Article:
Part One: Determine the market for top free agent outfielders Carl Crawford and Jayson Werth.

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Part One: Determine the market for top free agent outfielders Carl Crawford and Jayson Werth.

1) Determine the market for top free agent outfielders Carl Crawford and Jayson Werth.

Since midseason, these two names have been inexorably linked to the Red Sox. Crawford offers speed, defense and athleticism while Werth would provide the Sox, increasingly lefthanded, with some righthanded sock.

But the Sox will have no shortage of competition for both. After two seasons in which spending has been down across the board, the expectation is that teams are ready to splurge again.

"When it's all said and done,'' said one baseball executive, "I think people are going to be shocked at how much both (Werth and Crawford) get. It's going to be insane.''

Another executive estimated that while Crawford (right) should get a six-year deal, he'll likely end up with a seven-year pact. As for Werth, the same executive said a four-year deal would make the most sense, but thanks to the sheer number of teams interested, he'll likely land a five-year deal.

Crawford has been linked to the Los Angeles Angels of Anaheim, the Detroit Tigers and Texas Rangers. Werth is expected to receive interest from his current team, the Philadelphia Phillies as well as others.

If Crawford is going to get a seven-year, 120 million deal, as some expect, will the Red Sox consider that illogical? Ditto for Werth (left), for whom a Jason Bay deal (four-years, 66 million) once seemed likely, but now might be able to command a five-year, 80 million or more.

It's worth noting that since becoming general manager, Epstein has only given one deal longer than four years to a position player -- J.D. Drew's, five-year, 70 million contract after the 2006 season.

(It's also worth noting that that contract came after the last time the Sox failed to make the playoffs -- as they did this season).

The Sox have plenty of money to spend. With about 120 million in contractual obligations, they're some 45 million shy of last year's payroll figure. But it wouldn't be a huge surprise if the Sox sat on most of that money and instead budgeted it for in-season acquisitions (see 2009 -- Victor Martinez, Billy Wagner, Alex Gonzalez) or held onto the money with an eye toward next winter when a number of franchise sluggers (Adrian Gonzalez, Prince Fielder, Albert Pujols) hit the free-agent market.

Next: See what sort of interest exists for Daisuke Matsuzaka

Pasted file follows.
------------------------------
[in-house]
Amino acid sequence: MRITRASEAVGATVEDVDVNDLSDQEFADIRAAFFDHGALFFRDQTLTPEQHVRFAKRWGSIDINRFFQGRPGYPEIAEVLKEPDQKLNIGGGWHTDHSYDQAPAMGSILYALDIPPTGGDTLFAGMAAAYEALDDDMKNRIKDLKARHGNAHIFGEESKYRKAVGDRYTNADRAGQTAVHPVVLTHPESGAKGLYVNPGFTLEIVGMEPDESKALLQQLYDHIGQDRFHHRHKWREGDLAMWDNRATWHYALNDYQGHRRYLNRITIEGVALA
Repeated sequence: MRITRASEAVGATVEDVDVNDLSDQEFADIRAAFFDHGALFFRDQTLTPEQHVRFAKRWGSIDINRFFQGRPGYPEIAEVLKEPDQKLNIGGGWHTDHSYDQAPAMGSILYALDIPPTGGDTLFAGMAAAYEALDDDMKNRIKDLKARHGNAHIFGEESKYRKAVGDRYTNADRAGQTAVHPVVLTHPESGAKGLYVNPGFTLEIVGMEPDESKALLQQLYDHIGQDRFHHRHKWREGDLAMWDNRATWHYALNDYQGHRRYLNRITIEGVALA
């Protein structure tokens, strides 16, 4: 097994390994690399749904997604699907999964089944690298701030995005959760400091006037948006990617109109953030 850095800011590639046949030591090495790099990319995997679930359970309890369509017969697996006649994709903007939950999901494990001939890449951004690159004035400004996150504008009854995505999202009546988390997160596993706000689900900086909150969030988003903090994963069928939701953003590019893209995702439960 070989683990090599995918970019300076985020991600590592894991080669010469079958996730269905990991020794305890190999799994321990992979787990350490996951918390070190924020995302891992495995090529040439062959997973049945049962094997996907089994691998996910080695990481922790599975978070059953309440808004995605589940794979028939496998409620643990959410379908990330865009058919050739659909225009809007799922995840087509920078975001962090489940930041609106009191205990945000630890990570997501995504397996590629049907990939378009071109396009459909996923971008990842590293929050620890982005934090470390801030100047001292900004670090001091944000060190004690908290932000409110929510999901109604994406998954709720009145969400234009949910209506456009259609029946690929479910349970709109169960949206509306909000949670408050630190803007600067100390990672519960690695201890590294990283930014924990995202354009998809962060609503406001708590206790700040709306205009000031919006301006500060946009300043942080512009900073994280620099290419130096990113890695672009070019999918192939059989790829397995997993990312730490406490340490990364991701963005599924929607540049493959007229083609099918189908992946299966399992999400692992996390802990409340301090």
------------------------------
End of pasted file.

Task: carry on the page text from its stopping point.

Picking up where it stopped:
Rask: Last season 'something to rebound from' personally

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Rask: Last season 'something to rebound from' personally

BRIGHTON, Mass. – While David Pastrnak, Tuukka Rask and David Backes are back from competing in the World Cup of Hockey in Toronto, that doesn’t mean you’ll see those players on the ice over the next couple of days. Perhaps the trio will practice on Monday in the fourth on-ice session at main training camp, but Bruins GM Don Sweeney confirmed that none of those returning players will suit up against the Columbus Blue Jackets in the B’s preseason debut at TD Garden on Monday night.

“Yeah…absolutely,” said Sweeney when asked if those three players have been ruled out for Monday night. “They’re going to get through the weekend here. Next week, we’ll evaluate [them] when they get on the ice. But, all those guys will not be on the ice until next week.

“It might be case-by-case for each guy. Those guys have been playing for a while at a high level. It’s unique for David Backes coming into the organization, so he’d like to integrate himself. I talked yesterday with all three of them just to get a read of where they’re at. But, sometime first of next week, they’ll be on [the ice].”

Both Pastrnak and Rask have checked in with the Bruins media over the last couple of days after returning from Toronto, and the Bruins goaltender, in particular, has plenty of motivation coming off a down statistical season. The 2.56 goals against average and .915 save percentage were well below his career numbers, and people like B’s President Cam Neely have pointed to Rask as somebody that needs to have a better season for Boston to rebound back into the playoffs this year.

“There were a couple of years where the standards pretty high, so obviously when they go down there’s something to rebound from. You kind of know where you can be. That’s where I try to be every year and I’m working on being there this year, and taking us to the playoffs and moving forward,” said Rask. “But every year is a new year where you’ve got to work hard, and set your goals to be at your best. More often than not you hope [being at your best] is going to happen, and I hope this year is going to be a great year for us.”

Clearly Rask wasn’t alone in his struggles last season behind a mistake-prone defense that allowed plenty of Grade chances, and that could be a repeating phenomenon again this season for the Bruins unless the defense is substantially upgraded along the way.

As far as the other three B’s players still taking part in the World Cup, it could be a while for Patrice and Brad Marchand as Team Canada has advanced to the final best-of-three series that could also feature Zdeno Chara if Team Europe is victorious.